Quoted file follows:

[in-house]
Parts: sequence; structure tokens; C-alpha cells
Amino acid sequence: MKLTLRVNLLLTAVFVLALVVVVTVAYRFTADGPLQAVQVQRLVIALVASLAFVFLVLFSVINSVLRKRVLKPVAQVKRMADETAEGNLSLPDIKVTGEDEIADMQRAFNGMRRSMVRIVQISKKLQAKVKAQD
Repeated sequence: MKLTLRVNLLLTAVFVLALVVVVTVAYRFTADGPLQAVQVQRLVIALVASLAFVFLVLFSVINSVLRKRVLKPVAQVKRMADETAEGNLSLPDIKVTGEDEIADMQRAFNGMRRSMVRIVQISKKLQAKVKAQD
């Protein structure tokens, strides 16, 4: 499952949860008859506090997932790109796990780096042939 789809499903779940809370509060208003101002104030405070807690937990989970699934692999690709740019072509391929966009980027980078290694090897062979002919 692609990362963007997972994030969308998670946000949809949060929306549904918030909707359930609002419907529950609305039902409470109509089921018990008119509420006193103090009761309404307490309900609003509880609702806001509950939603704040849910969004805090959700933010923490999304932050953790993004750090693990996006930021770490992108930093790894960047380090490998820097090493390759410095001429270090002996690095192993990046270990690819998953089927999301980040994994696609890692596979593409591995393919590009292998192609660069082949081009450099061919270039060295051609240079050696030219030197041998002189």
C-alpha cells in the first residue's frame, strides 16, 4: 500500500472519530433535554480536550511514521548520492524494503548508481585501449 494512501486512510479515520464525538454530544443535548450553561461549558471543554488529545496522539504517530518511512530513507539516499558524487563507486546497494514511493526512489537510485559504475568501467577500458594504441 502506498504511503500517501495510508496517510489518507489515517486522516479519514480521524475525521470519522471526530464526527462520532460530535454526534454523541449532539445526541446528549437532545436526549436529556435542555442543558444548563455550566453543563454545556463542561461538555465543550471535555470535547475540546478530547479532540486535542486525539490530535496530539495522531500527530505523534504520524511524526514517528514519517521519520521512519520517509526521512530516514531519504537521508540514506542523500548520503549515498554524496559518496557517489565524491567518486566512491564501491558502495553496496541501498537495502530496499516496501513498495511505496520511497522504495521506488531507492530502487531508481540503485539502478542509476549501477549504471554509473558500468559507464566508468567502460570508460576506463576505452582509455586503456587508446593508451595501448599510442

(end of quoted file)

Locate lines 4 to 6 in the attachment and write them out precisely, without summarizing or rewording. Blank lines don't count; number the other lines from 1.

Repeated sequence: MKLTLRVNLLLTAVFVLALVVVVTVAYRFTADGPLQAVQVQRLVIALVASLAFVFLVLFSVINSVLRKRVLKPVAQVKRMADETAEGNLSLPDIKVTGEDEIADMQRAFNGMRRSMVRIVQISKKLQAKVKAQD
């Protein structure tokens, strides 16, 4: 499952949860008859506090997932790109796990780096042939 789809499903779940809370509060208003101002104030405070807690937990989970699934692999690709740019072509391929966009980027980078290694090897062979002919 692609990362963007997972994030969308998670946000949809949060929306549904918030909707359930609002419907529950609305039902409470109509089921018990008119509420006193103090009761309404307490309900609003509880609702806001509950939603704040849910969004805090959700933010923490999304932050953790993004750090693990996006930021770490992108930093790894960047380090490998820097090493390759410095001429270090002996690095192993990046270990690819998953089927999301980040994994696609890692596979593409591995393919590009292998192609660069082949081009450099061919270039060295051609240079050696030219030197041998002189």
C-alpha cells in the first residue's frame, strides 16, 4: 500500500472519530433535554480536550511514521548520492524494503548508481585501449 494512501486512510479515520464525538454530544443535548450553561461549558471543554488529545496522539504517530518511512530513507539516499558524487563507486546497494514511493526512489537510485559504475568501467577500458594504441 502506498504511503500517501495510508496517510489518507489515517486522516479519514480521524475525521470519522471526530464526527462520532460530535454526534454523541449532539445526541446528549437532545436526549436529556435542555442543558444548563455550566453543563454545556463542561461538555465543550471535555470535547475540546478530547479532540486535542486525539490530535496530539495522531500527530505523534504520524511524526514517528514519517521519520521512519520517509526521512530516514531519504537521508540514506542523500548520503549515498554524496559518496557517489565524491567518486566512491564501491558502495553496496541501498537495502530496499516496501513498495511505496520511497522504495521506488531507492530502487531508481540503485539502478542509476549501477549504471554509473558500468559507464566508468567502460570508460576506463576505452582509455586503456587508446593508451595501448599510442